[¶ 22] Applying Apprendi and its progeny in Janssen, we concluded "the district court was free, in the exercise of its sentencing discretion, to consider factors relating to Mr. Janssen and his crimes in imposing an appropriate sentence within the statutory range." Janssen, ¶ 21, 120 P.3d at 1012. See also, Smith v. State, 2005 WY 113, 1137, 119 P.3d 411 (Wyo. 2005). We held, because Mr. Janssen was sentenced under Wyoming's indeterminate sentencing structure and his sentence fell within the statutory maximum for his crime, Apprendi and Blakely did not support his claim. Janssen, ¶ 21, 120 P.3d at 1011-12.
[¶ 23] Appellants were sentenced in accordance with Wyoming's indeterminate sentencing statute, Wyo. Stat. Ann. § 7-13-201 (LexisNexis 2005) (except Mr. Kolb's first degree murder conviction which mandated death or life imprisonment), and their individual sentences fell within the statutory maximums set out for their crimes. Consequently, in accordance with our rulings in Janssen and Smith, there was no obvious violation of the constitutional principles discussed in Apprendi and Blakely.
[¶ 24] With regard to the consecutive nature of their sentences, we have long said the district court has discretion in determining whether the sentences will be served consecutively or concurrently. See, e.g., Doles v. State, 2002 WY 146, ¶ 16, 55 P.3d 29, 33 (Wyo. 2002); Eaton v. State, 660 P.2d 803, 806 (Wyo. 1983). Other than their argument that the consecutive sentences violated the Sixth Amendment under the precepts of Apprendi and Blakely, the appellants do not point to any specific error in the district courts' decision to order their sentences to be served consecutively. The argument that judicial imposition of consecutive sentences violates the Sixth Amendment has been soundly rejected by other courts. The Hawaii Supreme Court stated: "[O]ther jurisdictions, including several federal circuits, have aphoristically dismissed the proposition that either Blakely or Apprendi proscribes consecutive term sentencing, and this court does likewise." State v. Kahapea, 111 Hawai'i 267, 141 P.3d 440 (2006), and cases cited therein. We follow suit and conclude the district courts did not improperly enhance the appellants' sentences under the Sixth Amendment and the rationale of Apprendi or Blakely simply by imposing consecutive sentences for their separate crimes.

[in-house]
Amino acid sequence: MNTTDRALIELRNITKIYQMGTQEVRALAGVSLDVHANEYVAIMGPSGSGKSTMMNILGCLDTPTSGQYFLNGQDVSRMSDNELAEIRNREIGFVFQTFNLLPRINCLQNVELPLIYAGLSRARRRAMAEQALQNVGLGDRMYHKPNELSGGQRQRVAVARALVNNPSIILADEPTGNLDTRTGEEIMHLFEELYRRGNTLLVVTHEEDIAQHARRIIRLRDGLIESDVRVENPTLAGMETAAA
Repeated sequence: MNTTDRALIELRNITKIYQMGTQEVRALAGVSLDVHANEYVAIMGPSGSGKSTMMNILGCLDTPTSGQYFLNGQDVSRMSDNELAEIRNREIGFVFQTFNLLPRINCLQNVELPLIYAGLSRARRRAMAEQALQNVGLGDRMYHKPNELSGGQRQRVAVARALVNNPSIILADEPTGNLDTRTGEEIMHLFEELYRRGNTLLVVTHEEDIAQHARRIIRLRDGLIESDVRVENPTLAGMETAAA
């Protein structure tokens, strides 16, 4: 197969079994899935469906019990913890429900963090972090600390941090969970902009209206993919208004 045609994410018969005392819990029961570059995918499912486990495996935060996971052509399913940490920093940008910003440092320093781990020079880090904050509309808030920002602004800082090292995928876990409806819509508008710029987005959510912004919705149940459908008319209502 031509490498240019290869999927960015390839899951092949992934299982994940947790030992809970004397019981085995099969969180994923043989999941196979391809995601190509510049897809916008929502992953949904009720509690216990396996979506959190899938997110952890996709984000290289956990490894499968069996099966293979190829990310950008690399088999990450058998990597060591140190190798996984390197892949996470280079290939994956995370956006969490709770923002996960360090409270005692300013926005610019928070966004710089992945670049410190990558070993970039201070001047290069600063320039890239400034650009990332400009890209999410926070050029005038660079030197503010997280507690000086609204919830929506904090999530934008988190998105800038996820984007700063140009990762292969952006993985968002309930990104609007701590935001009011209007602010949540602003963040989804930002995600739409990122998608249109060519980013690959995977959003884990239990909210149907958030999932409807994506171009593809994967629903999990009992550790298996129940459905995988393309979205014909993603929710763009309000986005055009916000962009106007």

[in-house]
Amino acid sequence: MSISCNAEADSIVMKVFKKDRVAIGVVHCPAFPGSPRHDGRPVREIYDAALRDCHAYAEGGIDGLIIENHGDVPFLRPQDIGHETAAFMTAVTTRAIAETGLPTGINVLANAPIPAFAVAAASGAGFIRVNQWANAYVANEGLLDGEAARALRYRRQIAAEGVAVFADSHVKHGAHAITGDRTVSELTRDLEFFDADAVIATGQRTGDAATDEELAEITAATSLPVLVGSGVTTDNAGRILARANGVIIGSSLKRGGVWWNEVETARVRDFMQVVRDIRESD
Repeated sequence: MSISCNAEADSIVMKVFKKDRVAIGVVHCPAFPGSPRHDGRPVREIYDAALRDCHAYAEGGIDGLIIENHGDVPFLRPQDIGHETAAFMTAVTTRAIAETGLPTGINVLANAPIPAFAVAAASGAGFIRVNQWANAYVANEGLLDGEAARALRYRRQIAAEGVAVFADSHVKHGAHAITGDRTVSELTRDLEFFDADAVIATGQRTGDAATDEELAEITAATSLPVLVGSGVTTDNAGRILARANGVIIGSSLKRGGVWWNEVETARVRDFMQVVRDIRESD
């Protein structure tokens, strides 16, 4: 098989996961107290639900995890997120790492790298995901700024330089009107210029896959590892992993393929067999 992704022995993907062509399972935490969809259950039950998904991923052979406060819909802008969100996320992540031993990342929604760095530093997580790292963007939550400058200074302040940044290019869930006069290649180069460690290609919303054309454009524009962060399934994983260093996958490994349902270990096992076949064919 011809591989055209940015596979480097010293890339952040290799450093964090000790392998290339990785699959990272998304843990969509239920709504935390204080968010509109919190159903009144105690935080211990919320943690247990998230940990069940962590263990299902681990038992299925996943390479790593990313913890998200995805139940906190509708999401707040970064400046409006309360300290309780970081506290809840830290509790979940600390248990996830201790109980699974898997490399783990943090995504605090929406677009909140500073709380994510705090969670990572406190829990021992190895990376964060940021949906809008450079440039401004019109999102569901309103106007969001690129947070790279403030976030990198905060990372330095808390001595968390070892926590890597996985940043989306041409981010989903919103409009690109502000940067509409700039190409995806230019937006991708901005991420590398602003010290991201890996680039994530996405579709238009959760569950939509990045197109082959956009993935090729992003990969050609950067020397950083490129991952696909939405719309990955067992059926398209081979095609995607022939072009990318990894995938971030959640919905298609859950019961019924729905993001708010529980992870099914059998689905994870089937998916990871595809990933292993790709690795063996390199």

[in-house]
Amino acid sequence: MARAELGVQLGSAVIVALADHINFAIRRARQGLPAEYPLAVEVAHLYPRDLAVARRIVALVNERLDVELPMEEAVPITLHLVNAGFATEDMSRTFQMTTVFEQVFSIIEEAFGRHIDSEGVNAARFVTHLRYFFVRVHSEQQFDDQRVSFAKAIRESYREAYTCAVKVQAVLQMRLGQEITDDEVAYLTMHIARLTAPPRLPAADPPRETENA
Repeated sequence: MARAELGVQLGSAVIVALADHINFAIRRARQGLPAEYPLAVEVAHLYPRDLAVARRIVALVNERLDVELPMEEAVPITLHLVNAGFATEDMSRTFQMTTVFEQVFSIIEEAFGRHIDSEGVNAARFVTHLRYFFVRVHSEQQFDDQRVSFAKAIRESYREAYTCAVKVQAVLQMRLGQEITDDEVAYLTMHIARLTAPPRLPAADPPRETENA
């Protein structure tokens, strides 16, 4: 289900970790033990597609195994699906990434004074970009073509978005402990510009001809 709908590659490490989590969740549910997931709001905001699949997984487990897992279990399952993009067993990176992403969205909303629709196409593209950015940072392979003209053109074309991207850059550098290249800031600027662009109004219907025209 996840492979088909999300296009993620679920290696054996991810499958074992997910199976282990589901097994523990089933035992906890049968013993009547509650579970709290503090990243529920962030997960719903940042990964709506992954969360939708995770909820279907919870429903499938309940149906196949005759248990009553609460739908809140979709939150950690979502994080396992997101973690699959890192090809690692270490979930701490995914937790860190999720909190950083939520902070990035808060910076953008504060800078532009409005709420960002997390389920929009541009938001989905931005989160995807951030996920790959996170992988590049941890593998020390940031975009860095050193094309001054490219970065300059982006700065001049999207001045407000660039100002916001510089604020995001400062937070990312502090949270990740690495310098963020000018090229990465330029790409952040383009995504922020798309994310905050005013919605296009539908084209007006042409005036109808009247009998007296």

B. Transfer to Texas Detention Center
[¶ 25] Appellants claim their sentences are illegal because the DOC transferred them to a facility in Texas to serve their terms of imprisonment. They submit a myriad of complaints about the transfer, including the contract between Wyoming and Texas violates Wyoming law, and, by transferring them to another jurisdiction, the State of Wyoming "pardoned" them. The threshold question, however, is whether a Rule 35 motion is the proper procedural mechanism to challenge the DOC's actions in executing their sentences. As we stated earlier in this opinion, an illegal sentence is "one that exceeds statutory limits, imposes multiple terms of imprisonment for the same offense, or otherwise violates constitutions or the law." Brown, ¶ 7, 99 P.3d at 491. Our inquiry under Rule 35 focuses on the sentence itself, not upon the State's actions in executing the sentence.
[¶ 26] "A prisoner transfer does not work an increase in punishment or sentence." 72 C.J.S. Prisons § 128 (2006). Thus, cases which consider the propriety of a state's actions in executing a sentence are typically brought by means other than a motion to correct an illegal sentence. For example, in Olim v. Wakinekona, 461 U.S. 238, 103 S.Ct. 1741, 75 L.Ed.2d 813 (1983), an inmate challenged his transfer from one state to another to serve his sentence in a civil rights action under 42 U.S.C. § 1983. Other cases concerning the transfer of prisoners between jurisdictions, including some cited by the appellants in support of their positions, Shields v. Beto, 370 F.2d 1003 (5th Cir.1967) and Thompson v. Bannan, 298 F.2d 611 (6th Cir.1962), are brought as habeas corpus petitions. Those procedures seem to be more appropriate for challenging executive branch transfer decisions. Because the appellants are not contesting the legality of their sentences, but only the way in which the DOC has executed them, this issue is not properly before us.
[¶ 27] Appellants have not demonstrated the district courts abused their discretion by denying the appellants' motions to correct illegal sentences. Consequently, they are not entitled to appellate relief on this issue.
C. Right to Counsel/Law Library
[¶ 28] Appellants also challenge the district courts' denials of their requests for appointment of counsel to assist them with their motions to correct illegal sentence. Although their arguments are somewhat difficult to follow, the appellants apparently claim they were entitled to appointment of counsel because the law library at the Texas facility did not contain adequate legal resources or persons trained in the law to help them. This issue, therefore, implicates not only the right to counsel, but also the right of access to legal materials.